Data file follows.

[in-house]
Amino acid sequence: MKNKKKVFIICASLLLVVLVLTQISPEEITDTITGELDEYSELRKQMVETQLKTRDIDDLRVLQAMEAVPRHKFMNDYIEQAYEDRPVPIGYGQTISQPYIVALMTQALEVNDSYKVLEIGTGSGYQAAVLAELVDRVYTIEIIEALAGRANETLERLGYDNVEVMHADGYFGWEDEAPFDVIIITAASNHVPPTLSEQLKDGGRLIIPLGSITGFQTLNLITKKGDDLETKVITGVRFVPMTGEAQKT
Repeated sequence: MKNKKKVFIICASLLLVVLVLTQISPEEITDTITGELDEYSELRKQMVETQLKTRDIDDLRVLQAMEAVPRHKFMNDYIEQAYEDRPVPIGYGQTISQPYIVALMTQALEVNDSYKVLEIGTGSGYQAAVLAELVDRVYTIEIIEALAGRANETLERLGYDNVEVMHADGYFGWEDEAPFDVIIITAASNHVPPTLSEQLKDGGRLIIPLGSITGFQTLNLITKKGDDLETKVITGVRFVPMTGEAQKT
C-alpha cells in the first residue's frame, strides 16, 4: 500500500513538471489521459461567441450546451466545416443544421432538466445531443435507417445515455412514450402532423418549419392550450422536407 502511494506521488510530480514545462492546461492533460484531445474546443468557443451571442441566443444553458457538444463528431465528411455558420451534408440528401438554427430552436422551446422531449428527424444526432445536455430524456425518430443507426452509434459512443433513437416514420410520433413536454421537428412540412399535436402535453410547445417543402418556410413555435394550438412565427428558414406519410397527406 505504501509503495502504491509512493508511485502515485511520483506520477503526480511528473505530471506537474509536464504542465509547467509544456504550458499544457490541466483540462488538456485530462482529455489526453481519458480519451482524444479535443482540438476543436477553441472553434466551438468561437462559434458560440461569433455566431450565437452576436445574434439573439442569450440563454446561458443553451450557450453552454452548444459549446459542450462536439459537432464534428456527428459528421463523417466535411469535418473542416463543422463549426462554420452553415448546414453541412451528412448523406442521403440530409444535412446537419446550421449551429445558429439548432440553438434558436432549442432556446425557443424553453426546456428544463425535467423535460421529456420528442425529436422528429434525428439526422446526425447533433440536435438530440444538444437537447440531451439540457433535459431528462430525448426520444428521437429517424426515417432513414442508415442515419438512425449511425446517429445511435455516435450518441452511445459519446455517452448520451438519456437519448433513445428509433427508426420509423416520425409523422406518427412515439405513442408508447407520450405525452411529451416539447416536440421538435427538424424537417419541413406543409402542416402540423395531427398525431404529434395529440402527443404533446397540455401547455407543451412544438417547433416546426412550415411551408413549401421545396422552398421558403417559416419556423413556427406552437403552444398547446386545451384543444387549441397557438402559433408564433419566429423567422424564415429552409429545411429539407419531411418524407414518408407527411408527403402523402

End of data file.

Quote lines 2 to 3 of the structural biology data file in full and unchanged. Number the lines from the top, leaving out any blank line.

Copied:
Amino acid sequence: MKNKKKVFIICASLLLVVLVLTQISPEEITDTITGELDEYSELRKQMVETQLKTRDIDDLRVLQAMEAVPRHKFMNDYIEQAYEDRPVPIGYGQTISQPYIVALMTQALEVNDSYKVLEIGTGSGYQAAVLAELVDRVYTIEIIEALAGRANETLERLGYDNVEVMHADGYFGWEDEAPFDVIIITAASNHVPPTLSEQLKDGGRLIIPLGSITGFQTLNLITKKGDDLETKVITGVRFVPMTGEAQKT
Repeated sequence: MKNKKKVFIICASLLLVVLVLTQISPEEITDTITGELDEYSELRKQMVETQLKTRDIDDLRVLQAMEAVPRHKFMNDYIEQAYEDRPVPIGYGQTISQPYIVALMTQALEVNDSYKVLEIGTGSGYQAAVLAELVDRVYTIEIIEALAGRANETLERLGYDNVEVMHADGYFGWEDEAPFDVIIITAASNHVPPTLSEQLKDGGRLIIPLGSITGFQTLNLITKKGDDLETKVITGVRFVPMTGEAQKT